By Leigh Bates and Conor MacManus
As firms now press ahead with their Brexit plans to move parts of their business to the EU-27 they face a number of challenges. Alongside the movement of people and logistics, firms are focussing heavily on governance, booking models, infrastructure, technology and data. Indeed the Prudential Regulation Authority (PRA) and Financial Policy Committee (FPC) have identified the management, sharing and protection of personal data between the UK and EU-27 post-Brexit as one of the key risks to financial services firms.
Firms’ potential inability to transfer data freely post-Brexit may seem like an obvious risk. Data is of fundamental importance to the business models of all financial services firms. Technology, infrastructure and automation all play a critical role in maintaining firms’ daily operations and informing their strategies. With evolving innovative technology, the effective use of data has even more potential than ever to improve firms’ business models.
Today personal data can be transferred cross-border in the European Economic Area (EEA). The freedom to transfer data across the EEA has been taken advantage of by firms, many of whom have taken steps to reduce data storage and processing costs by concentrating data centres in locations across the EU, outside of the UK.
The transfer of such data is governed by the Data Protection Directive (DPD) which sets minimum standards for the use of personal data. In May 2018 the DPD will be replaced by the General Data Protection Regulation (GDPR). The GDPR will strengthen the EU’s data protection rules further. Under the GDPR the European Commission (EC) will also have a role in determining whether the data protection regimes of non-EU countries should be deemed to be adequate, allowing firms to transmit personal data to those countries. But where the EC has not taken an adequacy decision, personal data can only be transferred if significant additional requirements are met, such as seeking consent of the individual for any cross-border transfer of their personal data.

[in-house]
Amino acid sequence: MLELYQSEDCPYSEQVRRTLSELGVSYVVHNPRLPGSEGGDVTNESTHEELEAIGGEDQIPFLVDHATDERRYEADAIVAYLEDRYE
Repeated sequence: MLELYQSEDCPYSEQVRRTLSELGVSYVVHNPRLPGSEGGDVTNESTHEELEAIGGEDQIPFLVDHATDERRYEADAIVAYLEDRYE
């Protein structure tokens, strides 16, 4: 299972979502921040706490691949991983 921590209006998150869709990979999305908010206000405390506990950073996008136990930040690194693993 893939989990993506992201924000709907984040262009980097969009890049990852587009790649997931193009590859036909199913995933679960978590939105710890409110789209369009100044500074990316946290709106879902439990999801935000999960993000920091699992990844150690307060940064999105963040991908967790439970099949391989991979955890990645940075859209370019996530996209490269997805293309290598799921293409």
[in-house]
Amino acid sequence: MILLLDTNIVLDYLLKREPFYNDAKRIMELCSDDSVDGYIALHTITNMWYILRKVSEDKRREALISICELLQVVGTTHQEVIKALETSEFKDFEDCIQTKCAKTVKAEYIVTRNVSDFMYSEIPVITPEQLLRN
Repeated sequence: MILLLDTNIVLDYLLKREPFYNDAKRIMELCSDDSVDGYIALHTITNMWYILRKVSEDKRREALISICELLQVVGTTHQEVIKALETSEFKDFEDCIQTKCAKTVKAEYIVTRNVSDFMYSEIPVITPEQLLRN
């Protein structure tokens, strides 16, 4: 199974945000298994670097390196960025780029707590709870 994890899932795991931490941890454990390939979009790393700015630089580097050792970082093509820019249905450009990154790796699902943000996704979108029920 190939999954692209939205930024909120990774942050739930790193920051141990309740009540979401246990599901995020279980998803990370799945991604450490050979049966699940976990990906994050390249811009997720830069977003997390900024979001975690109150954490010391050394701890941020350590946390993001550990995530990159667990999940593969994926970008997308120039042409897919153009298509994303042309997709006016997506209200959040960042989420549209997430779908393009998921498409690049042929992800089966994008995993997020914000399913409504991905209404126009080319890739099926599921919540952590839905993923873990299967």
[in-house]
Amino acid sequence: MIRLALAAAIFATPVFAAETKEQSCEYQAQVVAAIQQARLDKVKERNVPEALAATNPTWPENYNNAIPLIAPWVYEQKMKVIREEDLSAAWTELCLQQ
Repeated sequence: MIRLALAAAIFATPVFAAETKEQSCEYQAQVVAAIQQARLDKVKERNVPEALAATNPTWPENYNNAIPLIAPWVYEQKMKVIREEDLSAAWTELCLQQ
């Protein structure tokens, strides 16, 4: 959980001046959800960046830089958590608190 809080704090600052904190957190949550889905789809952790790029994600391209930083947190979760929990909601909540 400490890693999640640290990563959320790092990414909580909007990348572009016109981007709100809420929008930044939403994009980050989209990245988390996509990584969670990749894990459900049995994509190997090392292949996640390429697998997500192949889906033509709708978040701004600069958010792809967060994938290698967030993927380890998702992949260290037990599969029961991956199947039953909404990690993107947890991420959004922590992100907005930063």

The UK Government has stated it will not seek an adequacy ruling post-Brexit and will instead seek a bespoke agreement with the EU, a position which has potentially created even more uncertainty around future arrangements. But the UK Government has committed to continuing with the implementation of GDPR.
Brexit could have a significant impact on data transfers between the UK and other EU countries. Any transfer between the UK and the EU could be subject to restrictions and/or increased regulation and agreements the EU has reached with other countries that the UK can currently take advantage of may also be impacted.
Firms would be well advised to ensure they have a sound understanding of the nature of all their cross-border transactions and data flows into and out of the UK. There may not be time to react to the eventual outcome of trade and equivalence negotiations; action is required now.
What impact would a cliff edge Brexit have? Would it prevent transfer of personal data between the UK and EU-27? The implications could be significant, potentially undermining cross-border business models. UK firms hosting data in the EU may need to repatriate data to the UK, while EU firms operating in the UK may need to repatriate data to EU-located data centres – no small task.
Financial services firms should be taking steps now to understand what data challenges Brexit may pose and the degree to which they are likely to be affected if the free transfer of personal data cross-border in the EU is no longer possible. While the best outcome for firms in the UK and EU-27 would undoubtedly be an agreement which allowed continued seamless transfer of data, we should all be prepared for a different outcome.